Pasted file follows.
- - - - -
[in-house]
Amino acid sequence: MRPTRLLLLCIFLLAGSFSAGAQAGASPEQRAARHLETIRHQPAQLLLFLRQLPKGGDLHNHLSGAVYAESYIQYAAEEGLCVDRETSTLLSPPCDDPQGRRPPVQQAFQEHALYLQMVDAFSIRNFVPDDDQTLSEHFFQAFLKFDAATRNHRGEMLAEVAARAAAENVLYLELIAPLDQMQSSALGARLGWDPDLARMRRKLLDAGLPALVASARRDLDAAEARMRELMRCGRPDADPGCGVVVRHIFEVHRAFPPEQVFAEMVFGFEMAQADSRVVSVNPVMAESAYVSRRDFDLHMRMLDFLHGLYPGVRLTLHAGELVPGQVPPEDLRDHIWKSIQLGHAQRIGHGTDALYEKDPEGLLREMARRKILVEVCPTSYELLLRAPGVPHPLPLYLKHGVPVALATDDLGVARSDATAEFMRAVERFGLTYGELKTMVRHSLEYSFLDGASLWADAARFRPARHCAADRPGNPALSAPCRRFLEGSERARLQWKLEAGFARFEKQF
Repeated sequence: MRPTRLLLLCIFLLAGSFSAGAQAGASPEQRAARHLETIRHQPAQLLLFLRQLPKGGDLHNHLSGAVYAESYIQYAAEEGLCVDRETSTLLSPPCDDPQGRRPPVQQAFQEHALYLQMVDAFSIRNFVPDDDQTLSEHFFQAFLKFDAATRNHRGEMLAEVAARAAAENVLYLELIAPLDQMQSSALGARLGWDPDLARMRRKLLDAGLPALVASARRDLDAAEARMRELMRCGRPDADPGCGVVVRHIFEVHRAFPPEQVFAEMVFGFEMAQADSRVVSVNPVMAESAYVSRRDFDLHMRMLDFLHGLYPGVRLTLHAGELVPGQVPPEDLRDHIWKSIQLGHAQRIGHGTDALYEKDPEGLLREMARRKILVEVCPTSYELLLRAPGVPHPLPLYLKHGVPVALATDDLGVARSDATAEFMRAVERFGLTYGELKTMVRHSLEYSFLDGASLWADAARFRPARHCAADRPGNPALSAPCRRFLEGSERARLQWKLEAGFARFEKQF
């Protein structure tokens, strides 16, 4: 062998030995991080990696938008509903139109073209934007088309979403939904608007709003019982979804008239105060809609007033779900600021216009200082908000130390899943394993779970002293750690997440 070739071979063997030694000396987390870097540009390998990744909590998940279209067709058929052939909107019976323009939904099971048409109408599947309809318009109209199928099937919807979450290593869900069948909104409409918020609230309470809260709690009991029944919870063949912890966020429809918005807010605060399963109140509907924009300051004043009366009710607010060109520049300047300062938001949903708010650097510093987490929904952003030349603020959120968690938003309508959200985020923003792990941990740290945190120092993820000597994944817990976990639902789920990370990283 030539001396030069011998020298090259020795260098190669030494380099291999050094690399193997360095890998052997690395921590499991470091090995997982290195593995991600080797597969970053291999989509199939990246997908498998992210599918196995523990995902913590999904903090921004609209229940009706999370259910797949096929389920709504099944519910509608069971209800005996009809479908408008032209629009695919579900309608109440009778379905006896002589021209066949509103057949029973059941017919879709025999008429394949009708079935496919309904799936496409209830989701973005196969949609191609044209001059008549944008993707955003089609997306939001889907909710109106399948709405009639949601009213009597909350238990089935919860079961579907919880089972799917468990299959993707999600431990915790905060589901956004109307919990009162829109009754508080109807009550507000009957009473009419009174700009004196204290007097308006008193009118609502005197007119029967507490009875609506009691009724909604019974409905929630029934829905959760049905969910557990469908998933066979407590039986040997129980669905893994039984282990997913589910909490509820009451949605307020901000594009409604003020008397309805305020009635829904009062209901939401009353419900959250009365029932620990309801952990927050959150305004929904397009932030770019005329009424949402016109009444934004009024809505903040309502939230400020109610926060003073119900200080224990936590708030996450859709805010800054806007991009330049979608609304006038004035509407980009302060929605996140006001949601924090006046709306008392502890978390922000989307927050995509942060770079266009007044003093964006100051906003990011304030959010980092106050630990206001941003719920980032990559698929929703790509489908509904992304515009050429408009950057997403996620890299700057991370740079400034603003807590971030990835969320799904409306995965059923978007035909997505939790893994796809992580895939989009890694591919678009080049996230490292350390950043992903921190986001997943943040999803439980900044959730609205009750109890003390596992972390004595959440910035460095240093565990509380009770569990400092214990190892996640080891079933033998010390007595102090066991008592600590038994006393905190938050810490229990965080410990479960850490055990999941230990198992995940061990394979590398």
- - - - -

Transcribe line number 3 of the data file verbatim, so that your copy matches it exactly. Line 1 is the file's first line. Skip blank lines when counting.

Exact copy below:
Repeated sequence: MRPTRLLLLCIFLLAGSFSAGAQAGASPEQRAARHLETIRHQPAQLLLFLRQLPKGGDLHNHLSGAVYAESYIQYAAEEGLCVDRETSTLLSPPCDDPQGRRPPVQQAFQEHALYLQMVDAFSIRNFVPDDDQTLSEHFFQAFLKFDAATRNHRGEMLAEVAARAAAENVLYLELIAPLDQMQSSALGARLGWDPDLARMRRKLLDAGLPALVASARRDLDAAEARMRELMRCGRPDADPGCGVVVRHIFEVHRAFPPEQVFAEMVFGFEMAQADSRVVSVNPVMAESAYVSRRDFDLHMRMLDFLHGLYPGVRLTLHAGELVPGQVPPEDLRDHIWKSIQLGHAQRIGHGTDALYEKDPEGLLREMARRKILVEVCPTSYELLLRAPGVPHPLPLYLKHGVPVALATDDLGVARSDATAEFMRAVERFGLTYGELKTMVRHSLEYSFLDGASLWADAARFRPARHCAADRPGNPALSAPCRRFLEGSERARLQWKLEAGFARFEKQF